Migranten In Passau am 10.12.2015 Clearingstelle der Bundespolizei © Metropolico.org | Flickr
EssaysFeature

We Refugees

In 1943 Hannah Arendt published a short essay in the Jewish periodical “The Menorah Journal” entitled We Refugees. She described in it a widespread refusal among Jews who had escaped the Nazis to call themselves “refugees.” Having lost everything — their occupation, their language, their family — they were eager to adapt to their new country as quickly as possible and to become “normal” citizens. Arendt thought that this assimilation strategy was doomed to failure, because it ignored the fact that the European model of the nation state is structurally dependent upon the fabrication of stateless and displaced persons. Instead, Jews should remember what made them special precisely as refugees. Refugees, she wrote, are “the vanguard of their peoples,” since for them history was no longer “a sealed book.” They have already experienced and recognized what to others has only become obvious today, in the era of globalization: the violence, fragility, and historical obsolescence of a territorial understanding of citizenship. …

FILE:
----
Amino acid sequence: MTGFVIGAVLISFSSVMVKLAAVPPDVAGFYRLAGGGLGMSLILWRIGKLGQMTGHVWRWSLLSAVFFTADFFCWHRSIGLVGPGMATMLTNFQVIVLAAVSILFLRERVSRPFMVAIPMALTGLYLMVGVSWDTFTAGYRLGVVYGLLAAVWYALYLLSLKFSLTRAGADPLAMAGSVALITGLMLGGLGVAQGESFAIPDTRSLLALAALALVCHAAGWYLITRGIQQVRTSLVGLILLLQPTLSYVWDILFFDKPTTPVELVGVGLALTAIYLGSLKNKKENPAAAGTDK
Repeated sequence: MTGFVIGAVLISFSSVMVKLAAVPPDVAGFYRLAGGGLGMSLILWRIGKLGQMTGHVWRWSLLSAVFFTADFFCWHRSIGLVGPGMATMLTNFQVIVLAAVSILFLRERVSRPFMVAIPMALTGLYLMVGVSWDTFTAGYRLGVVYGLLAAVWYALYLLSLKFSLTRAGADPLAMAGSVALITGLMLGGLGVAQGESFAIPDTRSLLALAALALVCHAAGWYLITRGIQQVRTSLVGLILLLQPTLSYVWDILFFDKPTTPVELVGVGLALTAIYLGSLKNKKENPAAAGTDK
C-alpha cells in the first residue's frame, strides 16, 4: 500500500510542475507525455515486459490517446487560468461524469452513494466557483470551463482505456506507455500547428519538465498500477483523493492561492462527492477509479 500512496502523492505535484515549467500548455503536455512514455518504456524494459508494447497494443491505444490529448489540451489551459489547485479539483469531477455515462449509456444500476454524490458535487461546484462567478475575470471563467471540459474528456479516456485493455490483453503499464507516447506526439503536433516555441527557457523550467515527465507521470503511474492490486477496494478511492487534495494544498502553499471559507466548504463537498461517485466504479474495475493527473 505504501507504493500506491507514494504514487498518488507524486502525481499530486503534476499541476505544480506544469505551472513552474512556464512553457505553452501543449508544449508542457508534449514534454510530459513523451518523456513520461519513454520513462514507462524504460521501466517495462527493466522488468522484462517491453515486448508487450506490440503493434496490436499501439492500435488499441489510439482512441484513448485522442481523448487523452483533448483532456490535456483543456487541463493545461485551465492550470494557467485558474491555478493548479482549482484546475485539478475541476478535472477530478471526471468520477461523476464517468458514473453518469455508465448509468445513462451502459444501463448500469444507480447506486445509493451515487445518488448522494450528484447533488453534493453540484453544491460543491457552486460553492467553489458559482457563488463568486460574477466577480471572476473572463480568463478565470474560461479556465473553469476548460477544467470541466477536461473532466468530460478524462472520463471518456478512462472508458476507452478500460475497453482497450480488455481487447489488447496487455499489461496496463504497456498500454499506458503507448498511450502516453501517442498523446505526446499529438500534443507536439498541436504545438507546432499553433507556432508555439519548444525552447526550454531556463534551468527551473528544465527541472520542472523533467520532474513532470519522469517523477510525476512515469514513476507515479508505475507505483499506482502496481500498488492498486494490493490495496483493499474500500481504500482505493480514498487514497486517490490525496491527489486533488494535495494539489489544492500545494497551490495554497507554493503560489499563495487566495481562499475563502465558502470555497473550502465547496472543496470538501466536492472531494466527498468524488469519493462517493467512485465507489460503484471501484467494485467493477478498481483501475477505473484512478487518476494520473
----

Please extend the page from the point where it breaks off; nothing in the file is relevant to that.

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A virtual re-creation of Pizza Rat in Second Life © Kristine Kristan | Flickr
CapitalismEssaysMedia & PublicsThe Psyche

Pizza Rat, a Totem of Our Time

Humans, animals, and life in 2015

For a brief moment in late September, New York City had a new celebrity: Pizza Rat. This furry character — either endearingly repulsive, or repulsively endearing, depending on your sensibility — appeared in most of our social media feeds after a quick-fingered commuter snapped the rodent dragging a large pizza slice down the stairs of a typical, filthy subway station. …

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